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Video of trophy bucksCheck out video of trophy bucks that are still alive and waiting for you at Almost Heaven Outfitters.
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early morning buck
2008 Scenery kenny sanders developed a love / hate relationship with this particular buck. he saw him go by early in the morning, then at day light all he would see is tweety birds and smaller bucks. loved to hunt him, hated him cause he went through to early, several times. of course some of the other ten points werent that small. it was just cold and very windy. he toughed it out many a day.it just didnt happen.
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2010 Frank Kovash, Dark Hollow Buck Testamonial-4
Frank Kovash says: '2010 Frank Kovash, Dark Hollow Buck Testamonial-4
This is the story after the hunt. I suppose the proof is in the pudding, as they say. I am sure that some who have read my previous three letters, from 3-26-10, 7-13-2010, and 7-21-2010, on Almost Heaven Outfitters web page, have been waiting for this, the after the hunt letter, to see what I have to say, how I feel, and was I successful now that I have actually hunted the lease. To be honest, I really did not get to spend much time hunting the lease. I put far more time in scouting and being schooled by Dave compared to the actual tree hugging time, which consisted of 10 a.m. to 2 p.m. the first day I arrived and five thirty to eleven thirty on the second day, at which time I tagged out on a nice 8 point buck, at five yards from my tree. Sitting 30 feet up in my tree hidden by a perfect canopy offered from a nearby hemlock which allowed me ample shooting lanes, I spotted a buck as he came over the bench and into view 45 yards away. At first I disqualified him as an animal I wanted to take. When we scouted earlier this year, as Dave says, the buck had told us what he would do, and during his approach, he followed the script perfectly. It unfolded like watching a movie. He now stopped at the small creek to take a drink, offering me the most perfect high percentage shot that I could hope for. As he drank he was not alert, head down, front leg forward and held this position for better than twenty seconds. I did not take the shot as I still did not believe he was a deer I wanted. Picking his head up and continuing closer to my stand, he turned his head in my direction. I now had a bird eye view that told me he was nicer than I originally thought. He was easily out over his ears and much heavier that I originally estimated and nice bodied. Reflecting on what Dave had said about not waiting for a monster unless you really wanted too, but taking a nice buck on your first season hunting on the lease, I decided to take him. He offered me no shot until he came with in five yards and realized something might be up. He began looking around mildly concerned, never once looking up at me. He slowly turned, deciding to travel in a different direction I suppose. The trouble for him was, that he was offering a perfect quartering away shot. Holding at full draw for the last two minutes while he made his mind up, I was happy to release my arrow for what I thought was a perfect hit. Ht took one jump then walked back across the creek. I remember my warm fuzzy feeling disappearing as he continued walking up the creek bed until he disappeared from sight. I began to question my hit, as it was too close and fast to be properly viewed. I was sure it should be a good hit because I saw blood coming from high and behind his shoulder. The fact was, he kept on walking though away. I knew to back off and let him be. That is when I went back to the parking area to get help. And I got lots of that. I think back earlier in the year when Dave advised me not to try for the biggest buck on the lease, but to just go for a nice one and get your feet wet your first year, so then you have that to build on. I consider this wise advice. I now feel that in the future I am better armed with patience, knowledge, and trust in what I have learned from Dave. I am now ready to tackle the bigger bucks on the lease with rock solid confidence. It is a very content feeling and I believer Dave knew something about that too, just like he knows big bucks. Thanks Dave.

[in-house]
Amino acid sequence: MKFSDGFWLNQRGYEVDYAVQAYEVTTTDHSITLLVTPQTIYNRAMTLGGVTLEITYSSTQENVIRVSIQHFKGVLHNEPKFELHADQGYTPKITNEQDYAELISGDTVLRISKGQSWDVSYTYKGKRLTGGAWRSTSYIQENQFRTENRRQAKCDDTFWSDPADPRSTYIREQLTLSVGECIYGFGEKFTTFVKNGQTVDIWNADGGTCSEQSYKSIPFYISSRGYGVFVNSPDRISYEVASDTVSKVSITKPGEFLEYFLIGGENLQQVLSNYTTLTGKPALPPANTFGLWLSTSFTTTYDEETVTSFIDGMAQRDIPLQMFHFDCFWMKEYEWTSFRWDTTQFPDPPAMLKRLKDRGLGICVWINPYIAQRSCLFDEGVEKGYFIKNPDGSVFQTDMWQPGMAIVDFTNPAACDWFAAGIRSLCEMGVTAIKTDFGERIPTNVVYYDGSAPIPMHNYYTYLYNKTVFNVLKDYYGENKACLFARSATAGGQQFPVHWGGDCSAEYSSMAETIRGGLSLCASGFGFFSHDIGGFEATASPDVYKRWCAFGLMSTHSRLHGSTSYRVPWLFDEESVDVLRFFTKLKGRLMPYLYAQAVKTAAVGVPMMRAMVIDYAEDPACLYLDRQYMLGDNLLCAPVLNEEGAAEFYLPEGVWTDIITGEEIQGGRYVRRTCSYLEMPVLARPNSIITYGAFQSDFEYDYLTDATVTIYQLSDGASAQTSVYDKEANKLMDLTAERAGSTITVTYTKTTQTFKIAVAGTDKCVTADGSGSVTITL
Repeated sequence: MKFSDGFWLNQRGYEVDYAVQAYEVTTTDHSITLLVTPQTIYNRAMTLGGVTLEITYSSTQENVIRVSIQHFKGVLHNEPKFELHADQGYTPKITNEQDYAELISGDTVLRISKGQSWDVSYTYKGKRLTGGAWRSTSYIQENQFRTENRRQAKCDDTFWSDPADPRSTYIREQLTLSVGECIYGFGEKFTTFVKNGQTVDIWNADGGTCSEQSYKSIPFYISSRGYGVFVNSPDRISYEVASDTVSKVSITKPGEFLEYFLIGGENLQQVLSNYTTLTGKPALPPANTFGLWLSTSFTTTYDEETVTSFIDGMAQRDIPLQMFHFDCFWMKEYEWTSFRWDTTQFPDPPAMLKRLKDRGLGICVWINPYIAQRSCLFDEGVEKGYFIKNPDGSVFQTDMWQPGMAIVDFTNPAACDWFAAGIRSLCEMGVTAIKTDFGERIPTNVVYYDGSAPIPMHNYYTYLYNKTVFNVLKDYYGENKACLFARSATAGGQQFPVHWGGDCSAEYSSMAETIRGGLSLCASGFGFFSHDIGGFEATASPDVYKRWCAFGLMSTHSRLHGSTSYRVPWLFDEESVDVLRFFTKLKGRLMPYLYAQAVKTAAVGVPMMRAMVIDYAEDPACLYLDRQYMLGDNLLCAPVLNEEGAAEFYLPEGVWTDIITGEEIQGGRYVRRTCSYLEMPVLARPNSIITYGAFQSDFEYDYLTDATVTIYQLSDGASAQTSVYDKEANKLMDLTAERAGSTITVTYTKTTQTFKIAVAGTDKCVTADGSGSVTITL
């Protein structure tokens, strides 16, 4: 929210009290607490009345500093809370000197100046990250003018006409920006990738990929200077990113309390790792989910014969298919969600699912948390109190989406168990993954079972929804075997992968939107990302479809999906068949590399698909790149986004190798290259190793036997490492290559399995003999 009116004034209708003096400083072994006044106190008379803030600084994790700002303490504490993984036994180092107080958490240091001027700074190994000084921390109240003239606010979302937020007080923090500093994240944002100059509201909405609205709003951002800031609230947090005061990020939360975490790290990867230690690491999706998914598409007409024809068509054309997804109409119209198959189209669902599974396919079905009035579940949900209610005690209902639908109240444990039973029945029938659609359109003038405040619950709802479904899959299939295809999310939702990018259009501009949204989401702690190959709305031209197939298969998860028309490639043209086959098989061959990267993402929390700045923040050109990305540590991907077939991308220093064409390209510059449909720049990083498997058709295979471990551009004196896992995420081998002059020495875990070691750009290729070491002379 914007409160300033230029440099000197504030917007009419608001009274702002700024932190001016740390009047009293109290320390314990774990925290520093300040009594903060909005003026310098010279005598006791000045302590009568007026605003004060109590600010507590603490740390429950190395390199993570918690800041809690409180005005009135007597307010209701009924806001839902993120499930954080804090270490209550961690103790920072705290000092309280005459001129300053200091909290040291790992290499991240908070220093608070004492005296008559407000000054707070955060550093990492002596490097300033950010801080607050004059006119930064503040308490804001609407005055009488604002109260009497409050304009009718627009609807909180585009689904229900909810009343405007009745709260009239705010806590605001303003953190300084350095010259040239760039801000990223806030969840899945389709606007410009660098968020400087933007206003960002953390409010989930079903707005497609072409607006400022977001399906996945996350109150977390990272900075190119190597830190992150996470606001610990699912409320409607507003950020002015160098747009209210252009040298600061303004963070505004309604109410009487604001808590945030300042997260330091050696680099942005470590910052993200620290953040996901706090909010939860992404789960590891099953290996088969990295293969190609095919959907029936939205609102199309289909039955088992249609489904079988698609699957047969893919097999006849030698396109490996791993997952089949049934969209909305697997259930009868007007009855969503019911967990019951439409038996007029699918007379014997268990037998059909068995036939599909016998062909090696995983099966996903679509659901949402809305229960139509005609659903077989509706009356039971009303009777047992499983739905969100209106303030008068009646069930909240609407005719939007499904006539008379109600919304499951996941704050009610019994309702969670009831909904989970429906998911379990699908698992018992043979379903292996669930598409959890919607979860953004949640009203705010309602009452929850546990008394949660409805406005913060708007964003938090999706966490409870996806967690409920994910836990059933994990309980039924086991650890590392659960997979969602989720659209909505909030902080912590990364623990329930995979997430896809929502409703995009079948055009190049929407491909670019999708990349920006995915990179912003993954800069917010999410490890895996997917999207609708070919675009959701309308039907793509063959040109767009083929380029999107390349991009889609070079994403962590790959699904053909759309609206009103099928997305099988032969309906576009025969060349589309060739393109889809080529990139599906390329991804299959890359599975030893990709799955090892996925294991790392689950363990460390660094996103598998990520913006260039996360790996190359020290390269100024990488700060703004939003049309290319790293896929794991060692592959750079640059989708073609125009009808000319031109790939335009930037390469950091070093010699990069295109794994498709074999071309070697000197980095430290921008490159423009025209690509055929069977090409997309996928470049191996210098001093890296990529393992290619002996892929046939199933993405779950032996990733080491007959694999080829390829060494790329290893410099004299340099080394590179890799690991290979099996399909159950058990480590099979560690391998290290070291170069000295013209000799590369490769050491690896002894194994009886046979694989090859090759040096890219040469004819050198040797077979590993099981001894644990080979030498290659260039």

I said two things in my first letter about the members who have joined the lease. One, I believed that top of the line people belonged to the lease and two, that they would be there for you, so plan to be there for them. My friend Rob Wheary and I shot our buck the same day within two hours of each other. We met up and agreed to go get his buck first and then mine. Believer me when I tell you that it was not long after the lengthy quad ride to Robs hunting stand, that there were no less that six other hunters from the lease who sacrificed their precious hunting time and energy to come help. I hope to generously return the favor as energetic and enthusiastically as they did. Thanks guys. Tracking and retrieval along side of these folks was just as an important part of the experience for me as the approach of my buck and finally the shot. Among those six were some of the most adept archery hunters I know. They have the success to prove their pedigree, their respect for the animals we take and do not take is very apparent as is their cupidity to hunt big buck. The point I am driving at is ...they could have used their time to continue to hunt and obtain success for themselves, but they willfully sacrificed their time and energy in the spirit of ensuring success for me. I am grateful to all of them. Kenny Sanders, Mike Tonkery, Mike Vangilder, Randal Kellerman, Scott Kinley.
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